Horrorfest 2017 Presents: Urban Legend (1998, Jamie Blanks)


Yeah I know its almost time for Horrorfest 2021. Go figure. Anyways I am glad that Urban Legend popped up on Crackle last year, as it is a fun, mostly sharp, killer targets college kids slasher film that the 1990s featured a lot. Despite getting plenty of hate I actually like this movie quite a bit, particularly since it dives into one of my favorite subjects: urban legends and how they get spread. In this case however the group of young people better know their stuff, considering a murderer is on the loose and is using those famous legends to kill people. Off the top of my head the ones featured include the girl hiding in the car as the boyfriend gets murdered, the dead roommate (“Aren’t you glad you didn’t turn on the light?” Spooky), the dog in the microwave, pop rocks and soda being mixed together, and others that are only mentioned, not shown. What a great list. Oh and this film has a cast that fits the material well, for better or for worse. Really its so weird seeing Jared Leto play a seemingly normal guy, although he really pairs up well with the film’s Final Girl, Alicia Witt.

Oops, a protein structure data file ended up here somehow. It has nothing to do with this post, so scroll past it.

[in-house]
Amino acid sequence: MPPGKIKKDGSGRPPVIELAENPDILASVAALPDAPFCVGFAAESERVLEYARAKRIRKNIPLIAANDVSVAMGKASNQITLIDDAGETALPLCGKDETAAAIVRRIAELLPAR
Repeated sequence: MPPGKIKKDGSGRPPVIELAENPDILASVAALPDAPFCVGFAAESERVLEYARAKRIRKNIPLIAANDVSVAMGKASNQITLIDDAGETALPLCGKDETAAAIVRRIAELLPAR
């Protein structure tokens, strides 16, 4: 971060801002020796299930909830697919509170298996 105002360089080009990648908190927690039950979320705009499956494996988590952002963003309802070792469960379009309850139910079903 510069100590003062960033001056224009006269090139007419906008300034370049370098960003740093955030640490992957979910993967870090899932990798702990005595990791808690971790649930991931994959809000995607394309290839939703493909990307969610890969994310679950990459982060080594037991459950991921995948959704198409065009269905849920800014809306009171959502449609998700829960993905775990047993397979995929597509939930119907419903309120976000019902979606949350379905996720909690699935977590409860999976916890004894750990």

Plus the movie features Danelle Harris and Robert Englund in neat small parts, as well as Tara Reid, Loretta Devine and Michael Rosenbaum in good, notable parts. Despite the film being a bit too flashy at times and certain aspects not working as well as I would have liked, I rather enjoyed Urban Legend. Maybe it’s largely due to how much I like such tales, and in this case who the killer turns out to be is a great twist. One that I will actually admit I did not see coming, although perhaps I should have due to having viewed so many slasher movies over the years. Although back when I saw Urban Legend I still was not as familiar with the genre as I am now. Hurray for reviewing a movie four years later!

Slasher Sequel Fest


Inspired by numerous movie marathons over the years, I was thinking about doing one for only sequels of slasher films. My list would be:

1. Scream 2 (1997)
2. ANOES 3: The Dream Warriors (1987)
3. Sleepaway Camp II: Unhappy Campers (1988)
4. H20 (1998)
5. Leprechaun 2 (1994)
6. TCM 2 (1986)
7. Hello Mary Lou: Prom Night 2 (1987)
8. Friday the 13th Part 4: The Final Chapter (1984)
9. Happy Death Day 2U (2019)